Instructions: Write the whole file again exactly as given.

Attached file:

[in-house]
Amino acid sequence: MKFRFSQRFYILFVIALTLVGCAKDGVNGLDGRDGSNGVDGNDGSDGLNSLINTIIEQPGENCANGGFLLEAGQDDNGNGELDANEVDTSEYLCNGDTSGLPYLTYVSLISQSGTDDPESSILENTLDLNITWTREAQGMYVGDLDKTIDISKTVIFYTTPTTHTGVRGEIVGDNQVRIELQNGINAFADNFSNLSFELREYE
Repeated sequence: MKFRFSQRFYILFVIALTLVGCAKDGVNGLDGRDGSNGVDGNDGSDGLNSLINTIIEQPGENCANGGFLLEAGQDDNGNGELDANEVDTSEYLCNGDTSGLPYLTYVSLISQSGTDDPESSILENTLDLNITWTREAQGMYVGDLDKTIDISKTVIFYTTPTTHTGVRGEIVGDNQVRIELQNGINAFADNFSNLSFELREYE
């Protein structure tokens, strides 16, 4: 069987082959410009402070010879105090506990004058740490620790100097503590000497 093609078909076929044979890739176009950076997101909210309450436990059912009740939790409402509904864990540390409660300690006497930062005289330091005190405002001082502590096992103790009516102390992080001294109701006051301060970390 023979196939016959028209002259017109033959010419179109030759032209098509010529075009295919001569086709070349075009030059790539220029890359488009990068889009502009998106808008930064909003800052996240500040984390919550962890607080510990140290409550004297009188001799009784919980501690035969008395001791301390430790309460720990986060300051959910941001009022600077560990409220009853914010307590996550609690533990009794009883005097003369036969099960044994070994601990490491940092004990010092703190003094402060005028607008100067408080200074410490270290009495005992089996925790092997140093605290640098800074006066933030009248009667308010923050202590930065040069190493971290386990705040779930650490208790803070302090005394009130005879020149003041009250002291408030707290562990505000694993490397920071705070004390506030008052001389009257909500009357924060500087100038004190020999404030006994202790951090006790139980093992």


[in-house]
Amino acid sequence: MKFRFSQRFYILFVIALTLVGCAKDGVNGLDGRDGSNGVDGNDGSDGLNSLINTIIEQPGENCANGGFLLEAGQDDNGNGELDANEVDTSEYLCNGDTSGLPYLTYVSLISQSGTDDPESSILENTLDLNITWTREAQGMYVGDLDKTIDISKTVIFYTTPTTHTGVRGEIVGDNQVRIELQNGINAFADNFSNLSFELREYE
Repeated sequence: MKFRFSQRFYILFVIALTLVGCAKDGVNGLDGRDGSNGVDGNDGSDGLNSLINTIIEQPGENCANGGFLLEAGQDDNGNGELDANEVDTSEYLCNGDTSGLPYLTYVSLISQSGTDDPESSILENTLDLNITWTREAQGMYVGDLDKTIDISKTVIFYTTPTTHTGVRGEIVGDNQVRIELQNGINAFADNFSNLSFELREYE
């Protein structure tokens, strides 16, 4: 069987082959410009402070010879105090506990004058740490620790100097503590000497 093609078909076929044979890739176009950076997101909210309450436990059912009740939790409402509904864990540390409660300690006497930062005289330091005190405002001082502590096992103790009516102390992080001294109701006051301060970390 023979196939016959028209002259017109033959010419179109030759032209098509010529075009295919001569086709070349075009030059790539220029890359488009990068889009502009998106808008930064909003800052996240500040984390919550962890607080510990140290409550004297009188001799009784919980501690035969008395001791301390430790309460720990986060300051959910941001009022600077560990409220009853914010307590996550609690533990009794009883005097003369036969099960044994070994601990490491940092004990010092703190003094402060005028607008100067408080200074410490270290009495005992089996925790092997140093605290640098800074006066933030009248009667308010923050202590930065040069190493971290386990705040779930650490208790803070302090005394009130005879020149003041009250002291408030707290562990505000694993490397920071705070004390506030008052001389009257909500009357924060500087100038004190020999404030006994202790951090006790139980093992």